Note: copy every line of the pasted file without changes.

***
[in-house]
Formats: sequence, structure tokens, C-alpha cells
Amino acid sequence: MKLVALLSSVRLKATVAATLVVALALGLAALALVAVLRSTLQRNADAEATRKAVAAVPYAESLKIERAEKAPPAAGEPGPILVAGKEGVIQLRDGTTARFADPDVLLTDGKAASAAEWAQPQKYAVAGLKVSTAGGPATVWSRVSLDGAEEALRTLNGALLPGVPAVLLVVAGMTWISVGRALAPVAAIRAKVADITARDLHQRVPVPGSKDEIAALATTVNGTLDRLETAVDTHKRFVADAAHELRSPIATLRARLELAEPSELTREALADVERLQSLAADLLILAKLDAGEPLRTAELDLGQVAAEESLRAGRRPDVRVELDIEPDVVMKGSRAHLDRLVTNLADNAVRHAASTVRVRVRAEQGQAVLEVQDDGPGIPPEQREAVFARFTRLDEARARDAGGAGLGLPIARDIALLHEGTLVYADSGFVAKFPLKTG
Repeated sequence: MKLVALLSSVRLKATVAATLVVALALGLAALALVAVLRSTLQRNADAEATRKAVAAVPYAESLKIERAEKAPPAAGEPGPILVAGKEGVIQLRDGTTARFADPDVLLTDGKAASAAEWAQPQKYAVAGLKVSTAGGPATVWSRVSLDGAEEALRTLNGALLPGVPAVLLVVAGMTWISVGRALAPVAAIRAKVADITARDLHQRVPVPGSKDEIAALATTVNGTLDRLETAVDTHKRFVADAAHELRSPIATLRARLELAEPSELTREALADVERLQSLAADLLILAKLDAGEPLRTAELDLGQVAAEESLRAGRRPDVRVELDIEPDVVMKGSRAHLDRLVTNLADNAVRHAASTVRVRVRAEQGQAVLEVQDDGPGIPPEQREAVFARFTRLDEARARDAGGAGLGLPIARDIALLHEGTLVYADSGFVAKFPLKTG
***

[in-house]
Formats: sequence, structure tokens, C-alpha cells
Amino acid sequence: MKLVALLSSVRLKATVAATLVVALALGLAALALVAVLRSTLQRNADAEATRKAVAAVPYAESLKIERAEKAPPAAGEPGPILVAGKEGVIQLRDGTTARFADPDVLLTDGKAASAAEWAQPQKYAVAGLKVSTAGGPATVWSRVSLDGAEEALRTLNGALLPGVPAVLLVVAGMTWISVGRALAPVAAIRAKVADITARDLHQRVPVPGSKDEIAALATTVNGTLDRLETAVDTHKRFVADAAHELRSPIATLRARLELAEPSELTREALADVERLQSLAADLLILAKLDAGEPLRTAELDLGQVAAEESLRAGRRPDVRVELDIEPDVVMKGSRAHLDRLVTNLADNAVRHAASTVRVRVRAEQGQAVLEVQDDGPGIPPEQREAVFARFTRLDEARARDAGGAGLGLPIARDIALLHEGTLVYADSGFVAKFPLKTG
Repeated sequence: MKLVALLSSVRLKATVAATLVVALALGLAALALVAVLRSTLQRNADAEATRKAVAAVPYAESLKIERAEKAPPAAGEPGPILVAGKEGVIQLRDGTTARFADPDVLLTDGKAASAAEWAQPQKYAVAGLKVSTAGGPATVWSRVSLDGAEEALRTLNGALLPGVPAVLLVVAGMTWISVGRALAPVAAIRAKVADITARDLHQRVPVPGSKDEIAALATTVNGTLDRLETAVDTHKRFVADAAHELRSPIATLRARLELAEPSELTREALADVERLQSLAADLLILAKLDAGEPLRTAELDLGQVAAEESLRAGRRPDVRVELDIEPDVVMKGSRAHLDRLVTNLADNAVRHAASTVRVRVRAEQGQAVLEVQDDGPGIPPEQREAVFARFTRLDEARARDAGGAGLGLPIARDIALLHEGTLVYADSGFVAKFPLKTG